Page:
Climate Change Impacts on Canadian Arctic Tundra Ecosystems: Interdisciplinary and Multi-scale Assessments: Spatial and Temporal Variation

Regions: North Slave Region

Tags: physical sciences, soil, climate change, ecology

Principal Investigator: Siciliano, Steven D (2)
Licence Number: 14164
Organization: University of Saskatchewan
Licenced Year(s): 2008 2007
Issued: Jun 01, 2007
Project Team: Greg Henry (Principal Investigator of larger CiCAT program, UBC), Paul Grogan (Researcher, Queens University), Bing Si (Researcher, University of Saskatchewan), Angela Bedard-Haughn (Researcher, University of Saskatchewan), Darwyn Coxson (Researcher, UNBC), Keith Egger (Researcher, UNBC), Mario Tenuta (Researcher, University of Manitoba)

Objective(s): To study how soils in close proximity (termed "geospatially linked") cycle nitrogen and carbon and thereby produce greenhouse gases such as carbon dioxide or nitrous oxide. In northern soils there is no current information on how soils are geospatially linked. This research will allow modelers to forecast how these soils will respond to climate change.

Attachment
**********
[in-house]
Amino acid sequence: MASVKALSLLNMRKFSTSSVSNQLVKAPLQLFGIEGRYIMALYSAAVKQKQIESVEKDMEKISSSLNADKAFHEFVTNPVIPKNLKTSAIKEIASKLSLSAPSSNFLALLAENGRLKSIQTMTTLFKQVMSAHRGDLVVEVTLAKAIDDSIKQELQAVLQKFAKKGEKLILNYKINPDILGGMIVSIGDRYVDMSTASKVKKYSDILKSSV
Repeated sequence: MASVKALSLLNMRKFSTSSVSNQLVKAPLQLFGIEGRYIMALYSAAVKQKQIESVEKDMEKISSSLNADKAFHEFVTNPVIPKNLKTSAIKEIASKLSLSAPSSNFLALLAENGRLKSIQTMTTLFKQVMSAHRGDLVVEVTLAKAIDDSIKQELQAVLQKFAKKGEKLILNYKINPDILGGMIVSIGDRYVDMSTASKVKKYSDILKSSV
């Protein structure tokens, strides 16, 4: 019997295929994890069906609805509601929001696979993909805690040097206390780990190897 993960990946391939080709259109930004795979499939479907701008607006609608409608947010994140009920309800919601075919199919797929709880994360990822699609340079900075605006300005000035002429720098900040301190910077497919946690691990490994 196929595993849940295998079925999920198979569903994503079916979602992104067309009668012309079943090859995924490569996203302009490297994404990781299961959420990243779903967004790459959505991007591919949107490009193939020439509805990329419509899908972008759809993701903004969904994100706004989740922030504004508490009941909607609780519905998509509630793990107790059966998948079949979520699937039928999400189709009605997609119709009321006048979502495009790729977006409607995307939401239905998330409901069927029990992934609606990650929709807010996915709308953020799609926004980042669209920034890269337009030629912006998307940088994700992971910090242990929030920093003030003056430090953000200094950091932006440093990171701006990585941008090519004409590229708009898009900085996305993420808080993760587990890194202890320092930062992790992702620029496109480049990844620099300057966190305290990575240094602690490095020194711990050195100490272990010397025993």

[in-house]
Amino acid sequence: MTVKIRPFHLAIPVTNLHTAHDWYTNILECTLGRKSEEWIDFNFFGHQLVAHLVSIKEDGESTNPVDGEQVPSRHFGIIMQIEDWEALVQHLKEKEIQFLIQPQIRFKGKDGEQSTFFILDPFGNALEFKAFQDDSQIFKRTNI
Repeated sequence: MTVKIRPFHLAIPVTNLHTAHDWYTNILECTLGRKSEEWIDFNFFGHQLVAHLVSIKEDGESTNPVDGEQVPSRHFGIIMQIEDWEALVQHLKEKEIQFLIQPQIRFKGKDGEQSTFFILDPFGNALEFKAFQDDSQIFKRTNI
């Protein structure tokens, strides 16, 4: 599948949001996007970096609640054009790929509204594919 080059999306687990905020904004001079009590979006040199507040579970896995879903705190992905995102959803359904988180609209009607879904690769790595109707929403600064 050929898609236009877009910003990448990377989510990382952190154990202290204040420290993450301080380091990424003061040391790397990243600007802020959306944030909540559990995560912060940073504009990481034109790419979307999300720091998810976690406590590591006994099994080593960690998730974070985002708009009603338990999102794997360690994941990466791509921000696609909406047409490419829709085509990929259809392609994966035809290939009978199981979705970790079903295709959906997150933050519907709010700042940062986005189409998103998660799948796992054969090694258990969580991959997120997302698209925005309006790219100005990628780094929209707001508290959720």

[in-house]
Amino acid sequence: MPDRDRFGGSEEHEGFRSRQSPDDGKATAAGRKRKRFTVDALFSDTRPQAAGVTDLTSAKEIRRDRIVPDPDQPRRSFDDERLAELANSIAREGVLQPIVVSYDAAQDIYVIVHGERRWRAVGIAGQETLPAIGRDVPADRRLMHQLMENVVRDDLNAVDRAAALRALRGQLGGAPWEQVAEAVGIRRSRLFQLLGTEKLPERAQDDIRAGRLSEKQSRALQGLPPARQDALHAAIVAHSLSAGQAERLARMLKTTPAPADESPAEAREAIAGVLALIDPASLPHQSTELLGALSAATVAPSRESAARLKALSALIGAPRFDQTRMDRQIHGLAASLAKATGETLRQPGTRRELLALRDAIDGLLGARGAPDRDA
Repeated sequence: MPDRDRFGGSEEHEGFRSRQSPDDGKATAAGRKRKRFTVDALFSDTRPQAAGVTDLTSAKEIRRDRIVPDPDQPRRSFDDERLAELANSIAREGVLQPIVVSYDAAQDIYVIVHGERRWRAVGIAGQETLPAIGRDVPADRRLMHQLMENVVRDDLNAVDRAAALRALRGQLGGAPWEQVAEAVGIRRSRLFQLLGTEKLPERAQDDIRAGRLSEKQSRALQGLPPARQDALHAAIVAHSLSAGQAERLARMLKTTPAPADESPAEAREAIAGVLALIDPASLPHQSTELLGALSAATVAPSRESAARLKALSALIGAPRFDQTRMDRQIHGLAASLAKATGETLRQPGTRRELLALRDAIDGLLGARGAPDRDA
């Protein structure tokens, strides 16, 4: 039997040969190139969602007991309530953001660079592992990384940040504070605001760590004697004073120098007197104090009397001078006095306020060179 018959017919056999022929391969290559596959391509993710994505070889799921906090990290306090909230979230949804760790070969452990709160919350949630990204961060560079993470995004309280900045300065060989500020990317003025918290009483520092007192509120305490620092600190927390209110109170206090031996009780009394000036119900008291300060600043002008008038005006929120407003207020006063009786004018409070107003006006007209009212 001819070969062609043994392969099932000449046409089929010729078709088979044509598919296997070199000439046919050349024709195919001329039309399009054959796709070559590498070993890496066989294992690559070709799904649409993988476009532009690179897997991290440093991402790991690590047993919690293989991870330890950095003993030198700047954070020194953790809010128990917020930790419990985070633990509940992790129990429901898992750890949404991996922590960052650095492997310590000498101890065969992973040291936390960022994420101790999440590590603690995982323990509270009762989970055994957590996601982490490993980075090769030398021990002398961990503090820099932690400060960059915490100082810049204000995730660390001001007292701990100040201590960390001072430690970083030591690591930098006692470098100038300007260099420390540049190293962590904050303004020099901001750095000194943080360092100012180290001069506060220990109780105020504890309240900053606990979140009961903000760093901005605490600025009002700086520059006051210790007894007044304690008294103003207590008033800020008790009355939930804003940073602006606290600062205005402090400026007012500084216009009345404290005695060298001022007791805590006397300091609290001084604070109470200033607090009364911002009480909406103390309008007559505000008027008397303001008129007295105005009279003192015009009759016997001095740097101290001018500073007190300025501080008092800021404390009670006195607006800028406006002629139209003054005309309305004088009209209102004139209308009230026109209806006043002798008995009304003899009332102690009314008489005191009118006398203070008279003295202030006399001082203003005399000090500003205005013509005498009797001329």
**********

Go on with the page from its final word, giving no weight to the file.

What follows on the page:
Project Description: Tundra ecosystems are known to be strongly patterned. Understanding how these patterns control carbon and nutrient fluxes is critical to successfully modeling changes in the tundra ecosystems. The hypothesis is that the geospatial relationship between soil carbon and nitrogen cycling with community composition controls ecosystem response to global warming. To answer this, the links between various factors and geospatial drivers of nutrient cycles, and soil warming will be studied.

The Daring Lake site will be surveyed. Three transects will be set up with 31 sampling locations. At each sampling location, a Time Domain Reflectometry (TDR) probe and thermocouple will be set up and monitored continuously. Gas flux from these locations will be measured. In addition, 500 g soil samples will be gathered from each location and to send to the lab. Short term incubations may be set up while monitoring on site.

Copies of any papers that result form the research will be sent to the Aurora Research Institute. The research group will directly participate in larger IPY project outreach activities, including delivering a workshop to the ACUNS student conference.
Fieldwork will be carried out from June 4 to September 13, 2007. The work location is upland tundra (64.868N, 111.575 W), and will be based out of Daring Lake Terrestrial Ecological Research Station.